The rail firm accused Aslef members of refusing to drive the first two services due to operate in the longer formation.
After the decision at the High Court in London, a GTR spokesperson said: “We are pleased the court has granted us an injunction that ASLEF must not induce our drivers to refuse to operate the new 12-car trains.
“Gatwick Express services have operated without conductors operating the doors for 17 years, so we were never able to understand why the ASLEF Union objected to the operation of these new trains in the same way.
“The new trains will offer significant benefits to passengers including a much better travelling environment. We plan that by June, 50 per cent of weekday services will operate with 12 cars and we will now commence their introduction into service.
“We took this action with great reluctance but were left with no alternative by the approach of the ASLEF Union.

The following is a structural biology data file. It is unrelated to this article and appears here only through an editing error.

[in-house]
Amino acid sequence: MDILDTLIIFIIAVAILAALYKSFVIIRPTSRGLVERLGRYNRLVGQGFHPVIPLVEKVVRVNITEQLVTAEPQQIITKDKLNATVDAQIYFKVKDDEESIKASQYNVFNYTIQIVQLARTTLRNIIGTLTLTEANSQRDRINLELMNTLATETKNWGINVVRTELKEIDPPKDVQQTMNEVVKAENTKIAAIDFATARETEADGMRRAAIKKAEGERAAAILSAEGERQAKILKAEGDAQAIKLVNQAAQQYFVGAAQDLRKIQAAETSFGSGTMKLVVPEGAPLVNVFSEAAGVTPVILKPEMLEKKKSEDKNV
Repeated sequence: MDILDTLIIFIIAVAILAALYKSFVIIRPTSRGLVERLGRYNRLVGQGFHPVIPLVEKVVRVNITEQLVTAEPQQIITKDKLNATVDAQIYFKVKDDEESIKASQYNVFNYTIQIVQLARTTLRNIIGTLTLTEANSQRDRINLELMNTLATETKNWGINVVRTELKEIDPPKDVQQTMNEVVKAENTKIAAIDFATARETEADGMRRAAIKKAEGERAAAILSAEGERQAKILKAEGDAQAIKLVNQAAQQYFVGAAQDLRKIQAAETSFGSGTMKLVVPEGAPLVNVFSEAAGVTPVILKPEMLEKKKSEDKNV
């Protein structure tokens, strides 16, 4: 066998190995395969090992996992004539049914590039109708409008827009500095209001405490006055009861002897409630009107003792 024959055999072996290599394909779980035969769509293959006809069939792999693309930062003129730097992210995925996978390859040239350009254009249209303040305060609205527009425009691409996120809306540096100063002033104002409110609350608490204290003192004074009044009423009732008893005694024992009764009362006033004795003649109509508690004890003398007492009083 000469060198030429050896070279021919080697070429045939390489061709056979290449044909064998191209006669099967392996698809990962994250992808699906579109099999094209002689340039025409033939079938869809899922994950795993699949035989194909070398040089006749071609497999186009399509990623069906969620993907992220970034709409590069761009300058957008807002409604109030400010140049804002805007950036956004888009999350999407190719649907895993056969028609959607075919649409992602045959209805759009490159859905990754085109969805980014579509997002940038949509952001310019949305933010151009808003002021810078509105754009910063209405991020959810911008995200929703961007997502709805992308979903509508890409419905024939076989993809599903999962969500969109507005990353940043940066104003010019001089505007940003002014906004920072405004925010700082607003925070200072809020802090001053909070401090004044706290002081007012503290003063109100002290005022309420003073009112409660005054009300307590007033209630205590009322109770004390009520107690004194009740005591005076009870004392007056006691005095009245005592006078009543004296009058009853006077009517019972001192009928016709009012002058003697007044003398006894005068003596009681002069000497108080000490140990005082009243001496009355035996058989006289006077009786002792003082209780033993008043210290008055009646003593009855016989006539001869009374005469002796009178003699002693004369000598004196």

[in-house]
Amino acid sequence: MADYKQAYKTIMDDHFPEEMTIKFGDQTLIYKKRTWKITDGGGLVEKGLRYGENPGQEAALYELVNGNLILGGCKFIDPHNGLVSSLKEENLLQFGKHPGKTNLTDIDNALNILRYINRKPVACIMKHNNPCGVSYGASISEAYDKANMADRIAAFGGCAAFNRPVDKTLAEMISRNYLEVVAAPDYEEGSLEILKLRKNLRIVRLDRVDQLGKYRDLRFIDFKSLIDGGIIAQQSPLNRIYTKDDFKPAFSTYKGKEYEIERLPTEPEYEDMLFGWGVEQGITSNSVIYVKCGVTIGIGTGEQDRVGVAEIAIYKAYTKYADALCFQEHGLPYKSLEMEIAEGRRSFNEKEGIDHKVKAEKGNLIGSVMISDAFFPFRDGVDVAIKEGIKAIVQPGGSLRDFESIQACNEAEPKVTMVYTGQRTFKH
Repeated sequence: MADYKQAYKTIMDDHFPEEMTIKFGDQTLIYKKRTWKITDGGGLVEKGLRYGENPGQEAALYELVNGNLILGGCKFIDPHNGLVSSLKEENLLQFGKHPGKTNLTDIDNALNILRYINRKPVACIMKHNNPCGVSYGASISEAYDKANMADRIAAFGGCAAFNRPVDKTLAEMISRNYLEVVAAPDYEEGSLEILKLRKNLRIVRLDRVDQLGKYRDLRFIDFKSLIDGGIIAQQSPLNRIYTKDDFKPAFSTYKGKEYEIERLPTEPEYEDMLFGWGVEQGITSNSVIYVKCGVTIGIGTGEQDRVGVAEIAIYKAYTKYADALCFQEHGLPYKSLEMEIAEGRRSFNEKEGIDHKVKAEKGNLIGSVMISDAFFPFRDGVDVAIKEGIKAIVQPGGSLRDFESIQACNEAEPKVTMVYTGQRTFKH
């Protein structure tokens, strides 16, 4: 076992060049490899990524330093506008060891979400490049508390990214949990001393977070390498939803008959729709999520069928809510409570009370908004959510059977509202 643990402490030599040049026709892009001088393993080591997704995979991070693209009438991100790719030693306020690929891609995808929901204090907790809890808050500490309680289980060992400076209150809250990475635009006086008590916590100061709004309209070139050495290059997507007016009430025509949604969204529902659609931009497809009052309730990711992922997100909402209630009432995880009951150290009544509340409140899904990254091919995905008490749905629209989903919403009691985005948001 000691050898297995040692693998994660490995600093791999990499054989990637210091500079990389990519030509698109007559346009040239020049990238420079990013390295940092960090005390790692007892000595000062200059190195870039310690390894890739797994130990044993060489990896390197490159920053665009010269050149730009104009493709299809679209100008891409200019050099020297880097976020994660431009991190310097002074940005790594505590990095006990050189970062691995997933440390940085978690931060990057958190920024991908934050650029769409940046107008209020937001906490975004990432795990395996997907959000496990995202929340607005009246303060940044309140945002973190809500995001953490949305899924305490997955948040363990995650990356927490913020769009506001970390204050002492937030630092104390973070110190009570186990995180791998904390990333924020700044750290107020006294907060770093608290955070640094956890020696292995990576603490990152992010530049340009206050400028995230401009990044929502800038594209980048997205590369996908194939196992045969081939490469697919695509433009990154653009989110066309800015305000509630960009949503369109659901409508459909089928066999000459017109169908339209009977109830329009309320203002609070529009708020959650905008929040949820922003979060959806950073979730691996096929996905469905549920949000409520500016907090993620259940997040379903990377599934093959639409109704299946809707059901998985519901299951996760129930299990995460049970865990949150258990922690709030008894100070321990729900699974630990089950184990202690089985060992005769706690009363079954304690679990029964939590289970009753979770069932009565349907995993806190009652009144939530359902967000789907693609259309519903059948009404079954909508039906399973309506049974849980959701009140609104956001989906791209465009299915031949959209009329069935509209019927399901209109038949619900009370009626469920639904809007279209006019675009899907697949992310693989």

“In respect of the other disputes presently ongoing, we hope this ruling today will influence the trade unions to come back to the negotiating table and avoid going ahead with any unnecessary and damaging strike action on this or any other issue.”
Aslef said it never reached an agreement for the new trains on the Gatwick Airport to London Victoria service and was planning to ballot its driver members employed on Southern and Gatwick Express for industrial action.
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